Prime Minister Jacinda Ardern has confirmed the 2020 general election will be held on September 19 - one that will be jam-packed with referendums.
New Zealanders will be voting for their electorate candidate, their favourite political party, and also deciding if they would like to legalise euthanasia and recreational cannabis.
This year's general election will be held on a Saturday, the same as 2017 when the general election was held on September 23.
"We will be asking for a further term to get the job done," the Prime Minister said at her post-Cabinet press conference on Tuesday, after confirming the date.
New Zealand operates under a mixed-member proportional (MMP) voting system. In 2017, 71 members were elected from single-member electorates and 49 members were elected from closed party lists.
In September last year, it was announced there will be a new electorate at the 2020 general election resulting in one fewer list seats in Parliament than at the 2017 election.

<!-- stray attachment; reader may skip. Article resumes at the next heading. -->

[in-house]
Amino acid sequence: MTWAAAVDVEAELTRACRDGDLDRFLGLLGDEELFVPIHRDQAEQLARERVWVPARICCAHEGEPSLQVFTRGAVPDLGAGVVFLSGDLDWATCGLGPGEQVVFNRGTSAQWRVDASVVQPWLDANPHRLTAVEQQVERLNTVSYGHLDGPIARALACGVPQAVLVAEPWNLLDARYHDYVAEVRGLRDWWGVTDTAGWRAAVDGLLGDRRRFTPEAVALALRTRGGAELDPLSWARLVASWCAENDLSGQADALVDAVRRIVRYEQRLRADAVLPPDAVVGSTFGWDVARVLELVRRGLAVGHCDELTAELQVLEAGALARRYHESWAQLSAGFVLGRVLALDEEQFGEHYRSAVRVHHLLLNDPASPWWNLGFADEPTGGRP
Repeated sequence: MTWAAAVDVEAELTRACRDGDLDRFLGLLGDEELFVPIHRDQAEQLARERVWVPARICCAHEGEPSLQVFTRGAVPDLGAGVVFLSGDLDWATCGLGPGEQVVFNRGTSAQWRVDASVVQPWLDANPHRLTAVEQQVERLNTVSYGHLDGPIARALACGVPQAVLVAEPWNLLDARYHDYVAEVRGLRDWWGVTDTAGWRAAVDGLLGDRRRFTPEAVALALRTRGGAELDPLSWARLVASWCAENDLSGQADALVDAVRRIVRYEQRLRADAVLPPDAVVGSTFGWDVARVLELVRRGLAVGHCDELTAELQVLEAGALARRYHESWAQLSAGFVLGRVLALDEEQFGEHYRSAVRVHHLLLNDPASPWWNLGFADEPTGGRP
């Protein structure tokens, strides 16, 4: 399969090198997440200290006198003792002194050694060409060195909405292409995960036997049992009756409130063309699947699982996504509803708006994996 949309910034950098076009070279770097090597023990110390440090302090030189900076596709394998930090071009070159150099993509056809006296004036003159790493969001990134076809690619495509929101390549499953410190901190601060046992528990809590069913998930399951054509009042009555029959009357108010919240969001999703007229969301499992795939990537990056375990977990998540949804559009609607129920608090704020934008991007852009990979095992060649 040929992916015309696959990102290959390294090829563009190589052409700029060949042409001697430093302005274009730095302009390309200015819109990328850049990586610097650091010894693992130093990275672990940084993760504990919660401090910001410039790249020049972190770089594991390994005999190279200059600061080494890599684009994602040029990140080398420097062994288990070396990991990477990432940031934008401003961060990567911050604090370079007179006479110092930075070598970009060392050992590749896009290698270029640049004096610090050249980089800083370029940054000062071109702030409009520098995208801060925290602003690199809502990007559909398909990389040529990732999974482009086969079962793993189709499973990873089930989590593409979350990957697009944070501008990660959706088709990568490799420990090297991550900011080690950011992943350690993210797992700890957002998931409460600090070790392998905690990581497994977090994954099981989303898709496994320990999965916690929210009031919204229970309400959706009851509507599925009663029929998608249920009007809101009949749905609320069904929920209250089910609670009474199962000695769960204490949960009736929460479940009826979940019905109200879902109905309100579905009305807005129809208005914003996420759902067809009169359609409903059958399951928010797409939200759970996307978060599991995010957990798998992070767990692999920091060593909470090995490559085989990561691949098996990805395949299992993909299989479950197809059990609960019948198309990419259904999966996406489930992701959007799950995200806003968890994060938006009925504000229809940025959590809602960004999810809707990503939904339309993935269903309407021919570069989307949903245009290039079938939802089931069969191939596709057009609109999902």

The 2017 election saw five political parties return to Parliament - National, Labour, New Zealand First, the Greens and ACT - down from seven parties in 2014.
One of those parties that didn't make it back to Parliament was the Māori Party, and it's rumoured they are gearing up for a return to Parliament in 2020.
After the 2017 election, even with support partner ACT, the National Party were short of the 61 seats needed to govern following the 2017 general election results.
It needed New Zealand First's nine seats to govern, but New Zealand First leader Winston Peters decided to give his seats to Labour and form a coalition, with the Greens as Labour's confidence and supply partner.
The election resulted in Labour leader Jacinda Ardern becoming New Zealand's third female Prime Minister, and Peters taking on the Deputy Prime Minister role for a second time.